To be accurate, I wish to point out that these (number 1 and 2) have not been used before the reforms of Vatican II. They are new, and so is the response Blessed be God forever. In the old rite, we had the beautiful prayers Deus, qui humanae and Offerimus tibi which were the offertory prayers for the bread and wine. These prayers were eliminated in the reforms, along with a third prayer offered to the Most Holy Trinity. So in the new Mass, we have the familiar Blessed are you, lord, God of all creation. The new prayers emphasize an exchange of gifts, man offers bread and wine, God lets it become the Body and Blood of Christ. Although I cannot verify it for now, I believe that the origin of these prayers is in Jewish Liturgy. A reliable friend of mine recently told me that they were, but I am not familiar with Jewish liturgy so I won't say for sure that they are.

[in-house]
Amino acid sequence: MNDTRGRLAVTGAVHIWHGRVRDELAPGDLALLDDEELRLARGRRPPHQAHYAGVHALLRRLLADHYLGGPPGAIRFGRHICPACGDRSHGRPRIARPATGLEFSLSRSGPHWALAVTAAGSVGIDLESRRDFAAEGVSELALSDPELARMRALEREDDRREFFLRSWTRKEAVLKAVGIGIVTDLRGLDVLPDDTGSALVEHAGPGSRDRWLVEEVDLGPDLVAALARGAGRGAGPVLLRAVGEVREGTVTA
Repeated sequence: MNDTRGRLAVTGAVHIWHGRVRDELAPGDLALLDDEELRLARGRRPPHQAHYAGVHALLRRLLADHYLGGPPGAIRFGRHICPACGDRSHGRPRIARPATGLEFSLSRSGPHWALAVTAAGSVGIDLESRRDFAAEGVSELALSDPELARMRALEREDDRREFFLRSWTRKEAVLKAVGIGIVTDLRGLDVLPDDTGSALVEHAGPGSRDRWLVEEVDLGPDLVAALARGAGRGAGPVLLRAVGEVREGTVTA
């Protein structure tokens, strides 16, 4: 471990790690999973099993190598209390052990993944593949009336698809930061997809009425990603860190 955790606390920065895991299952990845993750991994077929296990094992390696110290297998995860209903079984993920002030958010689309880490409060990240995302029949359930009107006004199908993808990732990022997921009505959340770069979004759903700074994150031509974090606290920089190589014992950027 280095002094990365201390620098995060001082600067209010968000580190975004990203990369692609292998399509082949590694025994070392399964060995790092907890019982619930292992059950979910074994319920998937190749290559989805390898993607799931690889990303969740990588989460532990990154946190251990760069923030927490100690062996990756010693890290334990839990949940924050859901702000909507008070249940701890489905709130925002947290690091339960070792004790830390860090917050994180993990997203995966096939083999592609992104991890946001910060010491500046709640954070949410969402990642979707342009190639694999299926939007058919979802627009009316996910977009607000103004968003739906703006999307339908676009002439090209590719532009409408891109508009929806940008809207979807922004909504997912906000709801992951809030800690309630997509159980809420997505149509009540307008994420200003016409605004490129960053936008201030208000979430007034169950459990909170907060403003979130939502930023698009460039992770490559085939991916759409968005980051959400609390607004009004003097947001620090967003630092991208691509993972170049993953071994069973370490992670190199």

Number 3 did exist in the Tridentine rite, word for word.
As for increasing and decreasing, really, what is so bad about an organ playing or a choir or cantor? These are all very good holy things called for in the liturgical documents, and without liberal OR CONSERVATIVE prejudice it MUST be said that they have at least a place in today's Roman Catholic Liturgy.
So although I agree with you that in general the people need to have a better understanding of what is actually happening at Mass, I don't think it is wise to consider Rome's clear decision and law an abuse to Sacred Liturgy and a violation of grave significance.
Thank you for writing,
Mr. Slavek